The U.K. art dealer Robert Newland could face extradition to the U.S. for allegedly aiding the the embattled art dealer Inigo Philbrick in defrauding his clients out of millions of dollars, the Daily Mail reports.
Extradition proceedings for wire fraud are due to take place at a Westminster court, with a hearing scheduled to take place in November. Newland’s bail has been set at £250,000 ($307,000), according to the Art Newspaper.
Newland, who previously served as head of sales for the art-and-technology firm Superblue, was indicted in March by a U.S. grand jury, which charged him with providing “false documents” and making “material omissions regarding the sale, ownership and provenance of artworks” in connection to Philbrick’s dealings.
The jury said that Newland had played a role in creating “a scheme and artifice to defraud and for obtaining money and property by means of false and fraudulent pretenses.”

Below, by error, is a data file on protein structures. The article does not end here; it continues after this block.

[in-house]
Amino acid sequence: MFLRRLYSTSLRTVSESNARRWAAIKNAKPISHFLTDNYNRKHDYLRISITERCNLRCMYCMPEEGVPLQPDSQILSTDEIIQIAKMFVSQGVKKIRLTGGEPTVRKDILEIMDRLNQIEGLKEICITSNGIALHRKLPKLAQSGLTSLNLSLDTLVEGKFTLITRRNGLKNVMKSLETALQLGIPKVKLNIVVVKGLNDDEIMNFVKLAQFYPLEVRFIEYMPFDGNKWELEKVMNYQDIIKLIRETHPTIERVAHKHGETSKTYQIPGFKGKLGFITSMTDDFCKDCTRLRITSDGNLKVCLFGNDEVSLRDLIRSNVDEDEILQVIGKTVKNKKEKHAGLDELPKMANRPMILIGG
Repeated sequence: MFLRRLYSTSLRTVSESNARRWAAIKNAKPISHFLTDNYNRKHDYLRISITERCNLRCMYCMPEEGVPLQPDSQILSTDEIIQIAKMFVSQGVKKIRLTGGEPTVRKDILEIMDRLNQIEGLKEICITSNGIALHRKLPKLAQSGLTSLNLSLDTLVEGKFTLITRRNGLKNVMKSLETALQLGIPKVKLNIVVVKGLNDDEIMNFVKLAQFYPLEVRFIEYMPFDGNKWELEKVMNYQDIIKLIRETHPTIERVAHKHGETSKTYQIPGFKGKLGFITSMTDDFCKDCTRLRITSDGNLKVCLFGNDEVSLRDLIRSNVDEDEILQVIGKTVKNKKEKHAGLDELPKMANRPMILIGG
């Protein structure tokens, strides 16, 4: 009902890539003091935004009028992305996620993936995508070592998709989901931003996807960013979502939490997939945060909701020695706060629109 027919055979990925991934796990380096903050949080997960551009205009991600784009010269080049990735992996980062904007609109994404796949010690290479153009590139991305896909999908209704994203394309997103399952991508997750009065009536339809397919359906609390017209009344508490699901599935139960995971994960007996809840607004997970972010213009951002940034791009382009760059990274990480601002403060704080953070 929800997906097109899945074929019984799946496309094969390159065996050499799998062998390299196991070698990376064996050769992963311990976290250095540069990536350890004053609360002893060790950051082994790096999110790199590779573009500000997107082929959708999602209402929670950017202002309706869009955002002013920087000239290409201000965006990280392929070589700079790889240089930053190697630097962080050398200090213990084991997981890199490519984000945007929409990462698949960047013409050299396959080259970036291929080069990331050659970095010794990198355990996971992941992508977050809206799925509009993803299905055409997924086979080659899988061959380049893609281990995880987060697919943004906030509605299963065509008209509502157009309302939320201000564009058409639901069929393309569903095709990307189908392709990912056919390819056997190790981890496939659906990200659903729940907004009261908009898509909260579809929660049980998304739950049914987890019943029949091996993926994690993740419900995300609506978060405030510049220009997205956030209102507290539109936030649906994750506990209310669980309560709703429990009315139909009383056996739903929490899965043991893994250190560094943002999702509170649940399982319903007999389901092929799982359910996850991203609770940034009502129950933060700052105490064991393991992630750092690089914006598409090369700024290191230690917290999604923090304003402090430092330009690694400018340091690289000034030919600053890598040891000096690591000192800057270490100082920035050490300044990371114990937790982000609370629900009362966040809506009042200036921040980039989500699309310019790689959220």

Newland was first named as a suspect in February. At the time the New York court unsealed his indictment, Newland was on temporary leave from his position as head of sales at Superblue, which is based in Miami.
Philbrick was accused of defrauding clients by selling works of art to multiple investors simultaneously while putting up the works as collateral on loans. He pled guilty to wire fraud last year and began serving a seven-year prison sentence last month.
Artworks used in the ploy included works by Jean-Michel Basquiat, Rudolf Stingel, and Christopher Wool.
Newland reportedly met Philbrick at London’s White Cube gallery in 2010, when Newland was an employee in the gallery’s finance department. The gallery’s owner, Jay Jopling, helped Philbrick get his start in secondary market art sales, setting up the company Modern Collections in 2013. Philbrick later spent a year working in sales at Hauser & Wirth before allegations of fraud arose in 2019.